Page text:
Real Faith for a Real Life in a Real World.

Wednesday, February 27, 2008

Me and My Dog; My God and Me: Introduction

It's surprising what manner of things can inform one's faith. We acquired a dog during the tail end (no pun intended) of an episode of reactive depression triggered by the illness and death of my mother. Apart from the benefits that derive from having a great big, furry friend to cuddle (and I'm talking about the dog, not my wife who is neither great big nor furry), I discovered that my developing relationship with this intelligent animal made me think about my relationship with God in ways I previously had not.

We are, the dog and I, different species and we look at the world in different ways. For all that the British like to treat their dogs as children or anthropomorphised family members, dogs are dogs and they only ever interpret our behaviour in the light of their own understanding. Nevertheless, it is possible to develop a strong and mutually rewarding relationship with a dog. The trick is in communicating with the dog in language that he understands, and abandoning any expectation that he will learn any more than a few words of the Queen's English or accommodate human social conventions.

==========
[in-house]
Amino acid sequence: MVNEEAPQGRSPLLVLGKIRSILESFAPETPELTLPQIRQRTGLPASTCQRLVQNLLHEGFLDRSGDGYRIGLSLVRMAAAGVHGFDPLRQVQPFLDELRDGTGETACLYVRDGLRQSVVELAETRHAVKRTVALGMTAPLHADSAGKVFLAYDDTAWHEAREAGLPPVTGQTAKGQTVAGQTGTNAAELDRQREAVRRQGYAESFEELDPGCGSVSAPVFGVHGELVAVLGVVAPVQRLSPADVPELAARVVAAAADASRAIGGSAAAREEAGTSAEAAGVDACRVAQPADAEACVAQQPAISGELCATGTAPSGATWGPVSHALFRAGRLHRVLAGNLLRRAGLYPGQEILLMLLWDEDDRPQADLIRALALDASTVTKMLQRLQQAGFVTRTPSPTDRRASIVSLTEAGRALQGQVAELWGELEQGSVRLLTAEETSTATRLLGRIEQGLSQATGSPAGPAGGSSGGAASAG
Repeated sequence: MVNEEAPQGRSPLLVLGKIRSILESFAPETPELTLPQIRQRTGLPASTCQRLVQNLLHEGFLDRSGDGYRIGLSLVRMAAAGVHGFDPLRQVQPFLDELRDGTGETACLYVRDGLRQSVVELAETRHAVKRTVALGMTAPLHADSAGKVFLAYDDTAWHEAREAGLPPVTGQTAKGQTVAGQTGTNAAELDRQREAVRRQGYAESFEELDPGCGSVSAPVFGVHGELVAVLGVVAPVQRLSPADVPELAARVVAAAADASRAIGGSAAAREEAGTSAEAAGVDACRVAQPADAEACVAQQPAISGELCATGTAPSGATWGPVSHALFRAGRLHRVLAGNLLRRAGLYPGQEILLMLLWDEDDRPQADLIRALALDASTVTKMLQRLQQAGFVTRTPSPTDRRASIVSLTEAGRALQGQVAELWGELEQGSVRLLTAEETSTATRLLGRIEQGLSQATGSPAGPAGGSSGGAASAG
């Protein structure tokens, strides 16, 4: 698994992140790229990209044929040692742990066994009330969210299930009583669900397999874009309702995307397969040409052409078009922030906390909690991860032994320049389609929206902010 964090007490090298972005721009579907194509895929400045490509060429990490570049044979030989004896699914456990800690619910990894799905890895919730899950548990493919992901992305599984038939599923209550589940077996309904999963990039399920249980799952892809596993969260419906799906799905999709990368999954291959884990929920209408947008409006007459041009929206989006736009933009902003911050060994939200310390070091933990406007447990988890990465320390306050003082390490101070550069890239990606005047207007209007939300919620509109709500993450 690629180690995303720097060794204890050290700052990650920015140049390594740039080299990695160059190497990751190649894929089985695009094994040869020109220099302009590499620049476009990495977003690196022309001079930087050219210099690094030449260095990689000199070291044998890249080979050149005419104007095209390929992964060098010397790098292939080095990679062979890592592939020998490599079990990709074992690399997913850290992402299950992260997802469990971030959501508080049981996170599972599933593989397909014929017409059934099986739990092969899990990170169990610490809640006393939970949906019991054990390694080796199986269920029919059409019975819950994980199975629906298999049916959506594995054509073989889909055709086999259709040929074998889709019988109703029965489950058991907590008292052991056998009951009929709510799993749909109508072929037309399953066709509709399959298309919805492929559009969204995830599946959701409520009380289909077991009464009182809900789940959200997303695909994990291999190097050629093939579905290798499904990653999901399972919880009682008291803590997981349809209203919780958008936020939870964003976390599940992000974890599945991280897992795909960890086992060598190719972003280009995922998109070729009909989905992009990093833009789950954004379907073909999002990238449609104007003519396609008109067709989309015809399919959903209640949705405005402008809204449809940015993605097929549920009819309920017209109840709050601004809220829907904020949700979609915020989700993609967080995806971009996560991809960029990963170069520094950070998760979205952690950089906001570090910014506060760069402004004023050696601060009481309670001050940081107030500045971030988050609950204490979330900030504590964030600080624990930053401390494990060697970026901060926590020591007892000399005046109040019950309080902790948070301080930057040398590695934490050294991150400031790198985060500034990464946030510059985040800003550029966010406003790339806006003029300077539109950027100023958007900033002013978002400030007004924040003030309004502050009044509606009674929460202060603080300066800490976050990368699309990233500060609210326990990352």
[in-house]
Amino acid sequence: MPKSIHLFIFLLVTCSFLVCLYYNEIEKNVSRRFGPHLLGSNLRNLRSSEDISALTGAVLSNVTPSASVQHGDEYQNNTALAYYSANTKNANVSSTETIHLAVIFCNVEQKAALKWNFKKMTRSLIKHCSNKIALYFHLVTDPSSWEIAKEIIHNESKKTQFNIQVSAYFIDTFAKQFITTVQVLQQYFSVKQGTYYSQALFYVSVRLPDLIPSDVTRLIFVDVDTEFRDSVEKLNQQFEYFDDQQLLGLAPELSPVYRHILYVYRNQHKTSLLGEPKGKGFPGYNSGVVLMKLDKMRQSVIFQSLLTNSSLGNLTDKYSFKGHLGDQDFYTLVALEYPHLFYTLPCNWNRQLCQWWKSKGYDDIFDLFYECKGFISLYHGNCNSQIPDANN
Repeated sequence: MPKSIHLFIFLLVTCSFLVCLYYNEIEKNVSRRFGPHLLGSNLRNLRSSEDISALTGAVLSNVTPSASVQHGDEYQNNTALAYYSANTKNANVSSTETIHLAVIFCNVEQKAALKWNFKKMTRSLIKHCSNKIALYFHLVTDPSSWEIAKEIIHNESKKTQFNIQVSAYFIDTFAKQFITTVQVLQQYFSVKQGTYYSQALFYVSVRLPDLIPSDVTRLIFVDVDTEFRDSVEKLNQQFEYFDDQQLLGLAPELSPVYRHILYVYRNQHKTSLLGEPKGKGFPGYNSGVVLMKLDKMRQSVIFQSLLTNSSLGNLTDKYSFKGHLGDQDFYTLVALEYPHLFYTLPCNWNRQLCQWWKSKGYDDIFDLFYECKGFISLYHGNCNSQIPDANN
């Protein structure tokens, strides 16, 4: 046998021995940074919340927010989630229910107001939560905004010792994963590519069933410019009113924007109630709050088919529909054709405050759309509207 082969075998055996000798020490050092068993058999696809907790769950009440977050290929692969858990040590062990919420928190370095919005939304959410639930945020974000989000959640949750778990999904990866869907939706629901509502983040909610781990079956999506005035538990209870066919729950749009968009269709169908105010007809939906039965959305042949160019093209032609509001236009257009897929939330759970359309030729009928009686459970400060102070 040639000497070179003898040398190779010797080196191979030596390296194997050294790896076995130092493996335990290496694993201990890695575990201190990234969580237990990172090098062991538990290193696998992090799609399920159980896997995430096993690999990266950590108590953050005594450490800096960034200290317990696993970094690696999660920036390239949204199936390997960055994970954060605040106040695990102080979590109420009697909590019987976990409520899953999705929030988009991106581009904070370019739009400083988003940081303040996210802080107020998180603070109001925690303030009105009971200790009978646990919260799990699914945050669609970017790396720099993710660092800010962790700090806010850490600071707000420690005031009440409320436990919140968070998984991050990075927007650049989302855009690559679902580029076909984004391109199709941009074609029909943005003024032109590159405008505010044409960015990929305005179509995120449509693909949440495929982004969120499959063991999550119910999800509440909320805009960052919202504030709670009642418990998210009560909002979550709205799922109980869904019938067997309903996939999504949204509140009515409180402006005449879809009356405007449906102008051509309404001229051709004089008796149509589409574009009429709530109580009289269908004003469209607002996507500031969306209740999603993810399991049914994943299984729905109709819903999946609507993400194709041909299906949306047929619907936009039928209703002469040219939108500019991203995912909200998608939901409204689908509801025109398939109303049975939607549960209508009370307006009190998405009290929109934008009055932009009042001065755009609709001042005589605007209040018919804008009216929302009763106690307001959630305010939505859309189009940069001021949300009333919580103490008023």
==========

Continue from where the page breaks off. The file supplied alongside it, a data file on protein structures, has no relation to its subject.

He is a social animal, like the human being, and that is why we are able to relate as well as we do. Even so, his society is based on the pack with a clear pecking order, and not democratic principles or freedom, fairness and equality. It has to be said that the pack is not a concept foreign to man: even our democratic society has its pecking order, oppressive regimes more so, and criminal and street gangs display pack dynamics with graphic clarity.

So, although we are different, we have points of contact, my dog and I, where our worlds collide; an interface through which we can express our wants and needs, joys and sorrows in ways that the other can understand and so respond. I have discovered many parallels between my two relationships, one with my dog, one with my God, and in this series of articles I intend to unpack them in the hope of encouraging my readers, whoever they may be. There is no heavy theology here, nor is there any intended trivialisation, merely simple observation that can inform the way we live our lives.